Releasing March 1, 2022, Alex Finlay’s new thriller The Night Shift is a fast ride from cover to cover.
In 1999, four teenage girls are brutally attacked while closing up the local Blockbuster in Linden, New Jersey. Only one survives – by being stabbed 2mm to one side of her heart. The other three perish.
In modern day, four teenage employees at an ice cream shop in Linden are attacked. You guessed it – only one survived. The same phrase was murmured in the ears of the victims at both crime scenes: “Goodnight, pretty girl.”
The novel is told in many perspectives that converge at the end to reveal the final scene. We have Ella, the survivor of the Blockbuster murders, Chris, the brother of the man suspected of perpetrating the Blockbuster crimes who fled into the wind, and Keller, the FBI agent who is determined to find the perpetrator of both crimes. As the three navigate their way through different parts of the atmosphere and events surrounding the case, truths begin to emerge.
This is the twistiest thriller boasting the largest number of shocking reveals that don’t feel forced or over the top in content or number. Around every corner lies a juicy reveal, but it does not get to the point where the trick is cheap or uninteresting. When you think that must be it, there’s another.
The way that Finlay weaves the strands from each character together slowly throughout the novel is masterful and truly speaks to the writer’s abilities. This novel is such a thrill ride that I could not put it down and finished it within 12 hours of picking it up.
Ella as a character was the most compelling for me during the reading process as she must relive her trauma from the Blockbuster killings while trying to find answers for herself and for Jesse, the ice cream murders survivor. Trauma and its cycles were explored with nuance and care as we watch from the outside as people involved with the murders grasp for suspects and closure.
2022 is ripe with amazing new fiction and this will surely be much talked about on its release date, March 1st. I recommend this novel to fans of the thriller and horror genre as well as true crime fans. This novel is so human and speaks to the emotion of the reader while being an atmospheric masterpiece.(5 / 5)
If you want to check out The Night Shift, get it below!
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What Have We Done: Alex Finlay Produces Another Hit
- Jenna: A stay at home mom with a secret assassin past
- Donnie: An alcoholic rock star
- Nico: An executive producer of a reality television show
They all have a past, but who is out to get them?
Jenna, Donnie, and Nico share a troubled past. They were all orphans who lived at Savior House — which is much less savior, much more terror. When their friend Benny, a famous judge, is murdered and the FBI comes looking, Jenna, Donnie, and Nico must race against the clock to figure out who is targeting them.
From the author of The Night Shift, which I reviewed here, I would expect nothing less than what Finlay has delivered. Finlay notoriously creates stories with palpable thrill and spine-tingling revelations.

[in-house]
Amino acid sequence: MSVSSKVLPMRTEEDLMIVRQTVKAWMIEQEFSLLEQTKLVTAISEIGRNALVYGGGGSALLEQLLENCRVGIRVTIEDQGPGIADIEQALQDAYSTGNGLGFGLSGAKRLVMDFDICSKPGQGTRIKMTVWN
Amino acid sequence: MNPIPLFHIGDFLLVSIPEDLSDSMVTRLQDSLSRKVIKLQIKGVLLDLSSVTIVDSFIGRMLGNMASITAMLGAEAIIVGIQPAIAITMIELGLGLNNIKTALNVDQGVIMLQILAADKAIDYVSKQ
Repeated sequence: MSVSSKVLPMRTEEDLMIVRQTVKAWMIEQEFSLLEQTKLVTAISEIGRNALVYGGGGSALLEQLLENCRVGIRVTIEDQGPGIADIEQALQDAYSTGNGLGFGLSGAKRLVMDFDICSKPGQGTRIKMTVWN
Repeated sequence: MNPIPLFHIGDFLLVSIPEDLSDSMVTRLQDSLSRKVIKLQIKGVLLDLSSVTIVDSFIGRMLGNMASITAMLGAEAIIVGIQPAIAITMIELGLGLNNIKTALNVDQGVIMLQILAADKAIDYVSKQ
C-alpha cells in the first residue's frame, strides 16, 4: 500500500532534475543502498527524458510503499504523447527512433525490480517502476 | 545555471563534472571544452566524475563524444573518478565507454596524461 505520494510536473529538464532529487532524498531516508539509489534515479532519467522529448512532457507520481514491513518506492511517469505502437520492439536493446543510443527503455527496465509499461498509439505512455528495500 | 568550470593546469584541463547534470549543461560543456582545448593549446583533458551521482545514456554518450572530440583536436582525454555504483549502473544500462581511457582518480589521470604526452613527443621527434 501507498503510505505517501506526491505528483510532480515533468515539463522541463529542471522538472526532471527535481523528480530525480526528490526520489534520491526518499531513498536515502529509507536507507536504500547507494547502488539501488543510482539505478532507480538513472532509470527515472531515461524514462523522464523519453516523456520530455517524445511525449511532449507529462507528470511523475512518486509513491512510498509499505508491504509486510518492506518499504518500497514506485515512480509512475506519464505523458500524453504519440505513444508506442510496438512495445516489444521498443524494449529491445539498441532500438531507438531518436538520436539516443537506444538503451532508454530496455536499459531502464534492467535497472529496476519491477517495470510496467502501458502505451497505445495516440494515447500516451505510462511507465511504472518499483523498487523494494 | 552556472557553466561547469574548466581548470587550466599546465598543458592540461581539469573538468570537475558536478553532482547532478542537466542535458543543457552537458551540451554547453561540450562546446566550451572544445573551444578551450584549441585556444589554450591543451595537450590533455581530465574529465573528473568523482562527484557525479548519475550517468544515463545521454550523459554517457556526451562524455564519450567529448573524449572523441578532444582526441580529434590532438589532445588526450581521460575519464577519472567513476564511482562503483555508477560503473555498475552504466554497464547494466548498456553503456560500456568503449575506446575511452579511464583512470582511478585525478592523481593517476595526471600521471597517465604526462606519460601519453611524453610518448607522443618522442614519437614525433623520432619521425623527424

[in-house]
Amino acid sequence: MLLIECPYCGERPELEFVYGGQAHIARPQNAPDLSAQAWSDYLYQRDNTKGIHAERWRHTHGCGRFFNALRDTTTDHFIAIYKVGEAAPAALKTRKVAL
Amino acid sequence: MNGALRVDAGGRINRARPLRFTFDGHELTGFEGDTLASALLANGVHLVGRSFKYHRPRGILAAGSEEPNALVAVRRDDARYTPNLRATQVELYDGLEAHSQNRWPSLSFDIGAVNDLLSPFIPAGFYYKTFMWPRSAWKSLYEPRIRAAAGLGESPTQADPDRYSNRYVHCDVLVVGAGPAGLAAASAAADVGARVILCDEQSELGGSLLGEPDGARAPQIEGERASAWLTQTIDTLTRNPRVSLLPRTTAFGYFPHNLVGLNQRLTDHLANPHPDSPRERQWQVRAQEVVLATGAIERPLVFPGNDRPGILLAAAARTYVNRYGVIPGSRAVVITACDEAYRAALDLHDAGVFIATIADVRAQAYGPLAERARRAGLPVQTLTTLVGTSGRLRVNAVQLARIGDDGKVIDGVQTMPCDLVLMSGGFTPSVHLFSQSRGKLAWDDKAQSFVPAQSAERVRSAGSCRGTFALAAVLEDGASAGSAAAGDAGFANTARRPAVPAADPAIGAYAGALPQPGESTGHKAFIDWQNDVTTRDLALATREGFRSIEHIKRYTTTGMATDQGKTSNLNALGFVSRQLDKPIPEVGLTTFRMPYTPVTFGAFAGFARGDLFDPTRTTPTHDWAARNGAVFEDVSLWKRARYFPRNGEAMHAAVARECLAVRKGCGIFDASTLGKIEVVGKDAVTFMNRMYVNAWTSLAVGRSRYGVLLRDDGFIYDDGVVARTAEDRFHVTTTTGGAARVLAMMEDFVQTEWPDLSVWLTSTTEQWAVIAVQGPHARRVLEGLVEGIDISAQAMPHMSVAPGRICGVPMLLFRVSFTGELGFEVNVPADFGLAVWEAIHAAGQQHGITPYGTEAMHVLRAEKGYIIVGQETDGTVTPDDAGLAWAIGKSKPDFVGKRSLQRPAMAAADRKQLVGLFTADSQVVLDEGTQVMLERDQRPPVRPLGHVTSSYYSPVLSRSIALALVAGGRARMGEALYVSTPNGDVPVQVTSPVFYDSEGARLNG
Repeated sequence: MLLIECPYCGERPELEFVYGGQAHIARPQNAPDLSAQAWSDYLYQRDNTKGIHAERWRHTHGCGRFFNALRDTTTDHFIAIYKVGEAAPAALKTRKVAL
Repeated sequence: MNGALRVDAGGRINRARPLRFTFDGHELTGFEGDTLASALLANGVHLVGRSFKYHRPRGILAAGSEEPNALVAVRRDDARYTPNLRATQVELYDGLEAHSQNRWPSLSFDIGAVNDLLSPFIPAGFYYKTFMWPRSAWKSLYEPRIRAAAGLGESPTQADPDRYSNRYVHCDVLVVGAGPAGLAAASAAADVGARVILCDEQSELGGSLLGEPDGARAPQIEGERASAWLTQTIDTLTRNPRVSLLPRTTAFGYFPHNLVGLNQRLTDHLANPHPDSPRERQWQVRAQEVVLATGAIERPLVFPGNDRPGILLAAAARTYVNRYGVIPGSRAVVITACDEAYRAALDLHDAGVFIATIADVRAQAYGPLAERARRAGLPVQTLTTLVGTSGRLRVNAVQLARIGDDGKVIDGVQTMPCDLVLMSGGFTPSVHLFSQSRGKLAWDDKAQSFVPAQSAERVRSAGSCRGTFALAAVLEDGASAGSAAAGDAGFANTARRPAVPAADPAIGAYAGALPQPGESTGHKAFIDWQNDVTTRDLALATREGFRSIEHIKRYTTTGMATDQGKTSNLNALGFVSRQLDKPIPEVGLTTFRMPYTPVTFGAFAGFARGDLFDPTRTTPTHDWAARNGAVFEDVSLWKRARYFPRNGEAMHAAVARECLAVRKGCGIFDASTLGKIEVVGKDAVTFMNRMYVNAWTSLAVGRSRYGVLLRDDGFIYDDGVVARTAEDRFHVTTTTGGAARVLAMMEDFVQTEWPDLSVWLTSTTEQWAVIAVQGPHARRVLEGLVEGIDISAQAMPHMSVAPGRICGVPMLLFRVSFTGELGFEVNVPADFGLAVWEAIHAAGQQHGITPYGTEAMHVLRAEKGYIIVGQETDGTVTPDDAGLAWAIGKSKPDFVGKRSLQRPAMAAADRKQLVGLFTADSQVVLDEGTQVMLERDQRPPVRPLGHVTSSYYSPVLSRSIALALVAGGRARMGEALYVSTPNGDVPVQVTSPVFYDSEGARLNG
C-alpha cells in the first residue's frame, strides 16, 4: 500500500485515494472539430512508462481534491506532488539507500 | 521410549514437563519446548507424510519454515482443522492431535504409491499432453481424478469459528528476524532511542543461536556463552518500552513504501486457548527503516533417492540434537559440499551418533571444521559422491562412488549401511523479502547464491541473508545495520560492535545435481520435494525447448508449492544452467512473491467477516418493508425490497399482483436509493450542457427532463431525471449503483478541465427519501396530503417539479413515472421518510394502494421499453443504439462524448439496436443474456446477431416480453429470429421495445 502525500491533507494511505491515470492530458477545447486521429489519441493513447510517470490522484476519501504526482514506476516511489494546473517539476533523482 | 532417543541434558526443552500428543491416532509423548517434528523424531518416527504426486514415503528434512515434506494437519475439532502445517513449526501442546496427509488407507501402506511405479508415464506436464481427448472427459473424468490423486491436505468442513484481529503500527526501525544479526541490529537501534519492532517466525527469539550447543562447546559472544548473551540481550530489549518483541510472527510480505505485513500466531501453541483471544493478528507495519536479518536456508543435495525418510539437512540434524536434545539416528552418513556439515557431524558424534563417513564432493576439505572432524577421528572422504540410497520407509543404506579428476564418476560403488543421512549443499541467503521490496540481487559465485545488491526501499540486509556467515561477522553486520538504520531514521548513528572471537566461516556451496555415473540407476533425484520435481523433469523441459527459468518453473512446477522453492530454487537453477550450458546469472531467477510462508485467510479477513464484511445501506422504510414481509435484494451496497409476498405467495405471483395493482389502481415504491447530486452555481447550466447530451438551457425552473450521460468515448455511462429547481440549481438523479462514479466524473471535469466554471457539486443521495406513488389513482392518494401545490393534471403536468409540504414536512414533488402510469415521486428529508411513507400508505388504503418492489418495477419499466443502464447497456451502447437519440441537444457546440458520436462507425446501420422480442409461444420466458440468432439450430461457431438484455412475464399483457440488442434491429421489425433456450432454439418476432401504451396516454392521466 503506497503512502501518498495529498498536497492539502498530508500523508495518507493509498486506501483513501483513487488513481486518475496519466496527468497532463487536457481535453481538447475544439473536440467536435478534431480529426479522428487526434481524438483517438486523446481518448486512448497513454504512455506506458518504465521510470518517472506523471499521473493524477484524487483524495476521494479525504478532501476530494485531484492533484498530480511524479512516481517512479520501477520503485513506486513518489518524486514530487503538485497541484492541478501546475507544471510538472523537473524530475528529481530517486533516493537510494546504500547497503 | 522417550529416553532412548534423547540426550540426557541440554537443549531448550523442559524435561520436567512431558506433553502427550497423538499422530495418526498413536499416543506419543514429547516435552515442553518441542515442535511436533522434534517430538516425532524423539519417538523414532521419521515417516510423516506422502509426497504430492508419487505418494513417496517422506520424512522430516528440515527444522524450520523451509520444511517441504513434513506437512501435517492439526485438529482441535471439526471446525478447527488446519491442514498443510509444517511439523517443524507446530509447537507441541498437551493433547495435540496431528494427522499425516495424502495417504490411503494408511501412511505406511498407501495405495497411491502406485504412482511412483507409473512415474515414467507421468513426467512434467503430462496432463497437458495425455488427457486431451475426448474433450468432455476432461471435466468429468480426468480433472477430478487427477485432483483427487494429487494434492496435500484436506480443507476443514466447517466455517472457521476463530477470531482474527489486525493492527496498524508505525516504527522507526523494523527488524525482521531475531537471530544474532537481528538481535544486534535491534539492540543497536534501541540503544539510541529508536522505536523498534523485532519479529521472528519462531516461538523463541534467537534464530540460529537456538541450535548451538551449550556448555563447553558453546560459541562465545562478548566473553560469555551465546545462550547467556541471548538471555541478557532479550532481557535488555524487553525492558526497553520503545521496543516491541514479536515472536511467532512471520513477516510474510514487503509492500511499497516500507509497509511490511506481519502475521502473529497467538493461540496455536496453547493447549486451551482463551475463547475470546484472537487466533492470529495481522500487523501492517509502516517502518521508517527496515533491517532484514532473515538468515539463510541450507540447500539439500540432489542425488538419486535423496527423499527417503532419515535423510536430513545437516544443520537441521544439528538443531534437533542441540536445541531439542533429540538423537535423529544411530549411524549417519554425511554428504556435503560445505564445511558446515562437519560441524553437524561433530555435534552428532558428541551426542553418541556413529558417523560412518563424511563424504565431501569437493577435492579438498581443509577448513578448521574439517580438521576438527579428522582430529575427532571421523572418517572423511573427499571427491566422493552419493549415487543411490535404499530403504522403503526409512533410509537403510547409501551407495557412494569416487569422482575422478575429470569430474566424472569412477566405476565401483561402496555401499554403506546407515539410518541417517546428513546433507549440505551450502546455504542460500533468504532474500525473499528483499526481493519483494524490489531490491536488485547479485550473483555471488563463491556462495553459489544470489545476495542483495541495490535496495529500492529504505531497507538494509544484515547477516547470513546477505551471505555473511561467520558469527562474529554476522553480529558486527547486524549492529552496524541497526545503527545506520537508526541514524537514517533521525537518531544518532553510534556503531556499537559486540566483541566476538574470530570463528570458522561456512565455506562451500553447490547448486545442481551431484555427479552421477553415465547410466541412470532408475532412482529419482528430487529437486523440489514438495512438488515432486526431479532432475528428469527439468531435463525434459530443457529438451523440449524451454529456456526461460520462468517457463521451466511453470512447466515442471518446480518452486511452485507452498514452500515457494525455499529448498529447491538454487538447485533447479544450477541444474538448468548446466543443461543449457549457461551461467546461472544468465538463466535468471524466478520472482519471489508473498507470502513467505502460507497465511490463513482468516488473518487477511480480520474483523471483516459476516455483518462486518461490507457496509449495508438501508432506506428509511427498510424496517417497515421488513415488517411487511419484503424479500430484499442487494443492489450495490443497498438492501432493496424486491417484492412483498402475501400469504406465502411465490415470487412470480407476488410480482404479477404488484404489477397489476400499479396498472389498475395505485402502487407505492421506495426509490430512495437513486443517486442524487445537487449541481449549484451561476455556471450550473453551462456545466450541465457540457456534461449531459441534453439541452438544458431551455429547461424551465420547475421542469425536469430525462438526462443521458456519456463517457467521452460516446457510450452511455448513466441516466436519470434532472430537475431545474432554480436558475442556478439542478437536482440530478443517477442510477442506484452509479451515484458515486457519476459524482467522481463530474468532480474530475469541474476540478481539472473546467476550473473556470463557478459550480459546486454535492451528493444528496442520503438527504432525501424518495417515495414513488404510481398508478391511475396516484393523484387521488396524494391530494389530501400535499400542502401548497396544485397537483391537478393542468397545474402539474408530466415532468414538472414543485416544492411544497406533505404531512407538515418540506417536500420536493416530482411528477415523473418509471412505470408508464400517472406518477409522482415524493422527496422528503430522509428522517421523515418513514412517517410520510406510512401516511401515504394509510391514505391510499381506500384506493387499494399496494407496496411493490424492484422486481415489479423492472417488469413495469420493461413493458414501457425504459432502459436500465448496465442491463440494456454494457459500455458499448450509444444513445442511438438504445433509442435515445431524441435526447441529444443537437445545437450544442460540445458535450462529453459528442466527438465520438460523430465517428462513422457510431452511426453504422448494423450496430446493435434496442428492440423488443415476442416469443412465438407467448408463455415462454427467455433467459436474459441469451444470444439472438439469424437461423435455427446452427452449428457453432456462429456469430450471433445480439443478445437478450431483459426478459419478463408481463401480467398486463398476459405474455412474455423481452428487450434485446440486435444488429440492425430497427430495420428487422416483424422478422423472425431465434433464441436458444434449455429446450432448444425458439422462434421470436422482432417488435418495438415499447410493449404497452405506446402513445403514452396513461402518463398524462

I particularly enjoyed the character of Jenna. She is a reformed assassin living a normal life as a new stepmom. When she is called in to make a hit and her family is threatened, she goes badass mom on ’em. While I still thought Donnie and Nico as characters were engaging, it was nothing for what I felt for Jenna.
Also, major props to Finlay for creating a character that kills with a very unique weapon. Read it to find out more!(5 / 5)
“The Writing Retreat” Gone Bad: Julia Bartz’s Debut
Keeping it all in the family, Julia Bartz’s The Writing Retreat is the debut novel of the sister of Andrea Bartz, author of We Were Never Here, which I reviewed here.
I was much more impressed with The Writing Retreat than I was We Were Never Here.
Five up and coming female writers under 30 are invited to a writing retreat hosted by the reclusive and acclaimed horror writer Rosa Vallo. Rosa reveals the details of the retreat: each writer must complete a full length novel from scratch over the next month. The best novel wins a multi-million dollar publishing deal with Rosa.
Suddenly, the retreat turns into a nightmare when one writer goes missing in the snowy terrain outside.
The novel hinges on friendships in turmoil and has a focus on LGBT+ representation as well as interpersonal female relationships. The novel explores the dark publishing world and the search for fame and the Great American Novel.
This novel is atmospheric and intellectual, page turning, and the English major’s required reading. I absorbed this novel and found Julia Bartz’s writing and conceptual chops to be leagues above her sister’s.
Ths novel releases on February 21, 2023 and it should be in your cart right now.(5 / 5)
Buy it here!
A Murder in Reverse: “Wrong Place Wrong Time”
“A brilliantly genre-bending, mind-twisting answer to the question How far would you go to save your child?” — Ruth Ware, #1 New York Times bestselling author
Jen watches her son murder a stranger. Stab him to death. She and her husband, Kelly, watch as their son Todd is taken into custody.
The next morning, Jen wakes up and it’s yesterday. Jen knows that at the end of the night, her son kills someone. She is determined to stop it.
Jen goes further and further back in time trying to discover why Todd murdered a stranger and how to stop it.
This book is twisty. Right when you think you know the ending, something else is there to prove that the story is more multifaceted than that. While the premise of the novel is simple, Gillian McAllister elevates a simple concept with deep, dark twists.
It is best that you don’t know too much going into this one. For fans of Blake Crouch, this is such a good thriller with time travelling vibes.(4 / 5)